Department of Health Metrics Sciences


Chris Murray Teaching

All people living long lives in full health.

The Department of Health Metrics Sciences (HMS) applies innovative, multidisciplinary and comprehensive health metrics science to critical health problems and their drivers, and collaborates worldwide in pursuit of policy impact, change in practice, and dissemination of information to improve health for all people. HMS advances the field and the Academy through nurturing and training the next generation of diverse and high-potential scientists and leaders with mentorship by renowned faculty, and with access to top tier data, resources, infrastructure, and networking strategies.

Diversity, Equity, and Inclusion
The Department of Health Metrics Sciences is committed to providing the evidence base necessary to help solve the world’s most important health problems. This requires creativity and innovation, which is cultivated by an inclusive, diverse, and equitable environment that respects and appreciates differences, embraces collaboration, and invites the voices of the entire HMS community.

Established on July 1, 2018, the Department of Health Metrics Sciences (HMS) is the world’s first academic department devoted to the science of health metrics.

Health metrics sciences is an integrated scientific field that is interdisciplinary, bringing together notions, methods, and techniques from statistics, demography, epidemiology, economics, and other social sciences aimed at providing rigorous measurement, using tested and high-performing instruments, to produce indicators that provide the empirical basis to understand the levels, relationships, and trends amongst health outcomes, drivers, and systems.  It is a field that relies upon specialized knowledge and is deeply driven by data analysis.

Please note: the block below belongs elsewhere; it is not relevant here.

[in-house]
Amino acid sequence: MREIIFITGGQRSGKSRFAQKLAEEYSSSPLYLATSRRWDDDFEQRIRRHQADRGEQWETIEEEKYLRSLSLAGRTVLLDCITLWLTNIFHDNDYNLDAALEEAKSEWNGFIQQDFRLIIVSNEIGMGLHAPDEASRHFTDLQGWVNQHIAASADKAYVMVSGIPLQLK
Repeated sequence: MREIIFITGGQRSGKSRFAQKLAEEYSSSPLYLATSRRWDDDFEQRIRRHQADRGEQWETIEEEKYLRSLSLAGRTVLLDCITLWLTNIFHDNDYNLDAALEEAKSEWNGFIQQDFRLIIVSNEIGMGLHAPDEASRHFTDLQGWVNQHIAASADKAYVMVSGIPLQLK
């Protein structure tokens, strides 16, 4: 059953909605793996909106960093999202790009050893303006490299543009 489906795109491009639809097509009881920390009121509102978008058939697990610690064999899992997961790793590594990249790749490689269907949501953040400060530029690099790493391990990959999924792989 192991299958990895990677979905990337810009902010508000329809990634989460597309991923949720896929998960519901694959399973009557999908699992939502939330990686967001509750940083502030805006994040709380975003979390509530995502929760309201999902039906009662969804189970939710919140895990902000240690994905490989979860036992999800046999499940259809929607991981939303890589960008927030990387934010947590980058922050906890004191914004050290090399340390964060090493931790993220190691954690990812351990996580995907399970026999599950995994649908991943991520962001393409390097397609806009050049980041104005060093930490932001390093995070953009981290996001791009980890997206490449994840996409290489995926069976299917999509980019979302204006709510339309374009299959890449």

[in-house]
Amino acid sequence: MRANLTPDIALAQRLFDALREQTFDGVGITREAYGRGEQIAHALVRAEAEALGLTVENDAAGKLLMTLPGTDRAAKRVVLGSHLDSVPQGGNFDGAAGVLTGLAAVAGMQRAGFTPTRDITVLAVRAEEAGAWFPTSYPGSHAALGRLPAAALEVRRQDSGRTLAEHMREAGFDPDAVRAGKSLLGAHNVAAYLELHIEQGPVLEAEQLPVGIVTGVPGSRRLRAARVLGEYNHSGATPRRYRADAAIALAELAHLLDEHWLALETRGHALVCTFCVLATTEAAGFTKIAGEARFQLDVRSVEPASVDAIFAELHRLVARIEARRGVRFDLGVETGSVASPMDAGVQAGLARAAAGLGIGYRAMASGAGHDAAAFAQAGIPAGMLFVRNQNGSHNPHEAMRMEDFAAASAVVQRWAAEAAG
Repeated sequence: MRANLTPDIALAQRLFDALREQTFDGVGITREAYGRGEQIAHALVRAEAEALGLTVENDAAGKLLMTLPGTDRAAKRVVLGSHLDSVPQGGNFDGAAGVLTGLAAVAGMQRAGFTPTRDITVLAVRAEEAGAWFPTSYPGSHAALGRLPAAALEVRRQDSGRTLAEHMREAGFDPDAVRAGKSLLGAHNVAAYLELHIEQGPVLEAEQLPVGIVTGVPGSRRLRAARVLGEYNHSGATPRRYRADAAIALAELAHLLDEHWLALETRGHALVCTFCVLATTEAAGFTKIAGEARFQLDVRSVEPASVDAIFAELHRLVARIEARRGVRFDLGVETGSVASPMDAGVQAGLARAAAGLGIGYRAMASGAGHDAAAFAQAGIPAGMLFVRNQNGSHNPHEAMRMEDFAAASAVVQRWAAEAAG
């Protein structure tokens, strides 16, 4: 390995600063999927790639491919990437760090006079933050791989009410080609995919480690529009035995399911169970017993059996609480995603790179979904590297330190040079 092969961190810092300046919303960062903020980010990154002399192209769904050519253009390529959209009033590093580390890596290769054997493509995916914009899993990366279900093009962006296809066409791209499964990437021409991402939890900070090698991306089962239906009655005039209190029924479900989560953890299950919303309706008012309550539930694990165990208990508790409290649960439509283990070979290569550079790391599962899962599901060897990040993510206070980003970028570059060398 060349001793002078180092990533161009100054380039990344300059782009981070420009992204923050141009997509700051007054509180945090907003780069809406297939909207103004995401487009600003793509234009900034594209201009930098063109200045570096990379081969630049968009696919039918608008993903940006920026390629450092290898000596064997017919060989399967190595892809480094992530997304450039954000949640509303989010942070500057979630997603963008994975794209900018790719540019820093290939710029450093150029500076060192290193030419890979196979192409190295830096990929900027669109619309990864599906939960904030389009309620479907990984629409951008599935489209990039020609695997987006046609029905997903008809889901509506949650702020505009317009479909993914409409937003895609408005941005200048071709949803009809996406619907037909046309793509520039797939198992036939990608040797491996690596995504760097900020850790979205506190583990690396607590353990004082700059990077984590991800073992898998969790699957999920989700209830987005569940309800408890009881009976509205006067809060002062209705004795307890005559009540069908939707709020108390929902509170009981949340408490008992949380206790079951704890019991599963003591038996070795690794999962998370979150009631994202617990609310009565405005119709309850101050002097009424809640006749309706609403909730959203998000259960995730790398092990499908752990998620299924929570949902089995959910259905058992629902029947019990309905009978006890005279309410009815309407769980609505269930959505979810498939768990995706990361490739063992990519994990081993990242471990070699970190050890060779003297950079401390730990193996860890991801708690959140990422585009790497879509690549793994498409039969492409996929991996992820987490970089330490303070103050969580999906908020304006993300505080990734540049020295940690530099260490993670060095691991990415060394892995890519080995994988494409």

Through broad collaborations across the UW’s schools and departments, other universities globally, as well as local and national governments and international organizations, the department will support the University’s Population Health Initiative, announced in 2016 by President Ana Mari Cauce. The initiative is defined by three major pillars — human health, environmental resilience and social and economic equity — on the local, national and global levels.

Learn more about the development of the health metrics field in this exploration of Mary Dempsey’s legacy brought to us by HMS’ Director of Academic Programs Kristofor Larsen. Mary Dempsey’s conceptualization of the health metric Years of Life Lost (YLL) is foundational to the field, even as Dempsey herself remains largely unknown.